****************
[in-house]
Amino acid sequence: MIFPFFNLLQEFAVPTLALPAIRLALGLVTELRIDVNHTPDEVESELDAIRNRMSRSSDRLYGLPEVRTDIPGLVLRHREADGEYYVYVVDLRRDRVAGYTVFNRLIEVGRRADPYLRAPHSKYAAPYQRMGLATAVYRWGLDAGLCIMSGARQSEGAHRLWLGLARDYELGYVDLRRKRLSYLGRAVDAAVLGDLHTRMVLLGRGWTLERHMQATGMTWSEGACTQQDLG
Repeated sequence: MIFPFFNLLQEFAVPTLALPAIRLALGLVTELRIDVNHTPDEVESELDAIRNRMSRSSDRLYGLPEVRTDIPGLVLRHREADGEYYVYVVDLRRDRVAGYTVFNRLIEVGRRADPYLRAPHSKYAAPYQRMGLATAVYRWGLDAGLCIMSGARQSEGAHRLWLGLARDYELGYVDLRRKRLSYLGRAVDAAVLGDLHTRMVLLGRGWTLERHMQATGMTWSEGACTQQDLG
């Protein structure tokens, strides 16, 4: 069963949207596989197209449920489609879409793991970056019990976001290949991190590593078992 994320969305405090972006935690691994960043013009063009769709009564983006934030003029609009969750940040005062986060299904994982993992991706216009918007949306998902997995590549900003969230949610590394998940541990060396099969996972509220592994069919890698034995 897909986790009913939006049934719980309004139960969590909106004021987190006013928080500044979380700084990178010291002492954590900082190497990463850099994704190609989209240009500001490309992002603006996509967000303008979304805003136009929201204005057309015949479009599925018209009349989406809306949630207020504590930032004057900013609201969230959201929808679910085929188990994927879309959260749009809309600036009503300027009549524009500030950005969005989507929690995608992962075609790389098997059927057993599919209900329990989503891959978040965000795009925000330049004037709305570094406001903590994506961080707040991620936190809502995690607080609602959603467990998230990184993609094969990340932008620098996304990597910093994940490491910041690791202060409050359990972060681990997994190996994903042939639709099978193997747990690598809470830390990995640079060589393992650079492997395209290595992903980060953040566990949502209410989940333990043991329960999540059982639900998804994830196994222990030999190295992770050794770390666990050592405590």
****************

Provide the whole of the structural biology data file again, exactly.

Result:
[in-house]
Amino acid sequence: MIFPFFNLLQEFAVPTLALPAIRLALGLVTELRIDVNHTPDEVESELDAIRNRMSRSSDRLYGLPEVRTDIPGLVLRHREADGEYYVYVVDLRRDRVAGYTVFNRLIEVGRRADPYLRAPHSKYAAPYQRMGLATAVYRWGLDAGLCIMSGARQSEGAHRLWLGLARDYELGYVDLRRKRLSYLGRAVDAAVLGDLHTRMVLLGRGWTLERHMQATGMTWSEGACTQQDLG
Repeated sequence: MIFPFFNLLQEFAVPTLALPAIRLALGLVTELRIDVNHTPDEVESELDAIRNRMSRSSDRLYGLPEVRTDIPGLVLRHREADGEYYVYVVDLRRDRVAGYTVFNRLIEVGRRADPYLRAPHSKYAAPYQRMGLATAVYRWGLDAGLCIMSGARQSEGAHRLWLGLARDYELGYVDLRRKRLSYLGRAVDAAVLGDLHTRMVLLGRGWTLERHMQATGMTWSEGACTQQDLG
């Protein structure tokens, strides 16, 4: 069963949207596989197209449920489609879409793991970056019990976001290949991190590593078992 994320969305405090972006935690691994960043013009063009769709009564983006934030003029609009969750940040005062986060299904994982993992991706216009918007949306998902997995590549900003969230949610590394998940541990060396099969996972509220592994069919890698034995 897909986790009913939006049934719980309004139960969590909106004021987190006013928080500044979380700084990178010291002492954590900082190497990463850099994704190609989209240009500001490309992002603006996509967000303008979304805003136009929201204005057309015949479009599925018209009349989406809306949630207020504590930032004057900013609201969230959201929808679910085929188990994927879309959260749009809309600036009503300027009549524009500030950005969005989507929690995608992962075609790389098997059927057993599919209900329990989503891959978040965000795009925000330049004037709305570094406001903590994506961080707040991620936190809502995690607080609602959603467990998230990184993609094969990340932008620098996304990597910093994940490491910041690791202060409050359990972060681990997994190996994903042939639709099978193997747990690598809470830390990995640079060589393992650079492997395209290595992903980060953040566990949502209410989940333990043991329960999540059982639900998804994830196994222990030999190295992770050794770390666990050592405590």